DeSantis looks at 2024 run as Florida's legislature wraps up session
Tallahassee, Florida — The Republican supermajority in Florida's legislative chamber wrapped up a marathon 60-day session on Friday, delivering a slate of bills to Florida Governor Ron DeSantis for his signature.
So, is he now finally ready to run for president?
"We'll get on that relatively soon. You either got to put up or shut up about that," DeSantis told reporters at a news conference in the Capitol.
Asked about Republican criticism that he's taking too long to join the race, DeSantis called it "chatter" and dismissed it as "just not something that I worry about."
While bills related to lowering prescription drug prices, tax cuts for home goods and creating more affordable housing easily passed with bipartisan support, Republicans used their overwhelming majorities to push through proposals popular with conservatives that complement DeSantis' core issues.
"I don't know that there was any meat left on the bone after this legislative session," DeSantis said. "I think a lot of other states could learn a thing or two from how you do it in Florida."
He is expected to officially launch a presidential campaign from Florida in late May to early June, though plans remain fluid, according to a person familiar with DeSantis' planning.
Generra Peck, the campaign manager for his 2022 reelection bid, is expected to play a leading role in the 2024 campaign once it's announced, according to the person familiar with the planning.
Though he's not yet officially a candidate, DeSantis has spent the last two months traveling like one.
He launched a national tour to publicize his memoir and agenda, dubbed the "Freedom Blueprint," that took him to all four early presidential primary states, Iowa, New Hampshire, Nevada, South Carolina, as well as battleground states Michigan, Pennsylvania, Georgia and Wisconsin this Saturday. A whirlwind international trade mission took him to Japan, South Korea, Israel and the United Kingdom in an attempt to burnish his thin foreign policy record.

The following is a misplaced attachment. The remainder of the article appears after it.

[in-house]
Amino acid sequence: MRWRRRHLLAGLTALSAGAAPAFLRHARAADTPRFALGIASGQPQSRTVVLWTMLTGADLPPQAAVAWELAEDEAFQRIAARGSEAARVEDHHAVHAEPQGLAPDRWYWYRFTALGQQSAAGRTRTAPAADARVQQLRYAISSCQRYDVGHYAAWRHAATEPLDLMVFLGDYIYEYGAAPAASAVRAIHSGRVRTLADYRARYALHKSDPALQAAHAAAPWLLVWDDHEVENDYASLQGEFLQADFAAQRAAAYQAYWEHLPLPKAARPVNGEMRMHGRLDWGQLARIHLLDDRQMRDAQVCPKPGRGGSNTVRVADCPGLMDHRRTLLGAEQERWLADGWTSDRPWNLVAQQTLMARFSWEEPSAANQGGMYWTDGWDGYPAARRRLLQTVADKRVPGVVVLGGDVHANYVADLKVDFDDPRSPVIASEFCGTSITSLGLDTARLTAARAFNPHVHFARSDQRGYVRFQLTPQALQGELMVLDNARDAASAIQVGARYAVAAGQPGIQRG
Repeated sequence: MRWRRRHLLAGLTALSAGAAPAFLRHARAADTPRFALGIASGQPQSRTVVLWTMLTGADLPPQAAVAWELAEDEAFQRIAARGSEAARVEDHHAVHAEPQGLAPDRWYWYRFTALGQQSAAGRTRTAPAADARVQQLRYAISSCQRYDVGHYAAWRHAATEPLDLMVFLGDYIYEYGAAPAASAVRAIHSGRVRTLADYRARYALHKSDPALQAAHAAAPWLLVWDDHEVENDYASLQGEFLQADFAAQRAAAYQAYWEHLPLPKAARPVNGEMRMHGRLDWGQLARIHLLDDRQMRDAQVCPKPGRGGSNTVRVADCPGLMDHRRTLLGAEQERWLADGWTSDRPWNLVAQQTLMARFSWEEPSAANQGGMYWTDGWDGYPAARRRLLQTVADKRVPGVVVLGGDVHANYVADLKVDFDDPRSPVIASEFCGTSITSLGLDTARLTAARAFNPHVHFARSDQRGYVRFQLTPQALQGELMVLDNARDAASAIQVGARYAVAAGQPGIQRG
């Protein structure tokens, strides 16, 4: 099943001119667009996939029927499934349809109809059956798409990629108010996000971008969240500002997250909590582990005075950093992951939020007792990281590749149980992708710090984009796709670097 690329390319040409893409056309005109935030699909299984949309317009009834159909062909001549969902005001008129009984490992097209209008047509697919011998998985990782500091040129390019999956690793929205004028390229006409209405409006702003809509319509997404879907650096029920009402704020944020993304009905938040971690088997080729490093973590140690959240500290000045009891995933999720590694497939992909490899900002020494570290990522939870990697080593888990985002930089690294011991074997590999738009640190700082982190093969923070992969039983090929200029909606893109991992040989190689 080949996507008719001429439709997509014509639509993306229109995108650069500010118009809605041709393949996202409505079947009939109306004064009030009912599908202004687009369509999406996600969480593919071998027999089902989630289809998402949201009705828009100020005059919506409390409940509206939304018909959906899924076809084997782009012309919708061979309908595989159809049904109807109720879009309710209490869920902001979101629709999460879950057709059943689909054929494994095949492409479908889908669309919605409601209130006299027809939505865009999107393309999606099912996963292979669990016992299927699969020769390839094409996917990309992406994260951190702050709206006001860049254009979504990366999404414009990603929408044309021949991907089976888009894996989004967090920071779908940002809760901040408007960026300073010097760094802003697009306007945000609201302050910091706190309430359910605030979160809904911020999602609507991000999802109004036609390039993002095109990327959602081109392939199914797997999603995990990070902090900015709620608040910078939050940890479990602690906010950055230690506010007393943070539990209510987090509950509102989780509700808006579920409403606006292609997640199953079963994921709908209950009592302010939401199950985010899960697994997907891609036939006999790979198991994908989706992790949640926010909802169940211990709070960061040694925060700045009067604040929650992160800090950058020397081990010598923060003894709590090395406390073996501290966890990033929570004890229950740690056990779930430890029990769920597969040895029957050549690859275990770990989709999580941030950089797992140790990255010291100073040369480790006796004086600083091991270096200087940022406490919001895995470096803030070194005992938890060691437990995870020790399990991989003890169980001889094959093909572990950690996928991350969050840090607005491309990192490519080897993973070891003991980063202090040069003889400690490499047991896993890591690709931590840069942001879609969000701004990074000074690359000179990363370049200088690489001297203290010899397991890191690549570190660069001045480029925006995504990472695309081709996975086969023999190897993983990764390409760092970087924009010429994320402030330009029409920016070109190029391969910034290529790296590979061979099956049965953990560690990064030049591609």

In Tallahassee, Republicans have been quick to pass nearly all of DeSantis' agenda items.
He has signed a six-week abortion ban, a bill that creates permitless concealed carry of a firearm, and a measure banning state investments in environmental, social and governance goals, commonly known as "ESG."
The Legislature has also sent him an immigration policy bill allocating $12 million more to transport migrants out of Florida and an expansion of the state's ban on sexual orientation and gender identity in classroom instruction. The state ban applied to schoolchildren from the 3rd-8th grade, and will now extend to 8th graders and under.
And on Friday, DeSantis signed a bill to void a legal agreement made to retain aspects of Disney's control in its central Florida district, an issue the governor has continually highlighted after the corporation objected to what critics called the "Don't Say Gay" bill in 2022.
In addition to passing an agenda that has received his blessing, the Florida Legislature sent an election bill to his desk that repealed the "resign to run" requirement for officials running for president and vice president. Republican lawmakers in Tallahassee contend the breakneck speed of passage was not influenced by an impending presidential campaign by the governor.
Republican Senate President Kathleen Passidomo said the notion the Legislature passed that repeal for the governor "is totally irrelevant," and that the governor did not ask her to pass it.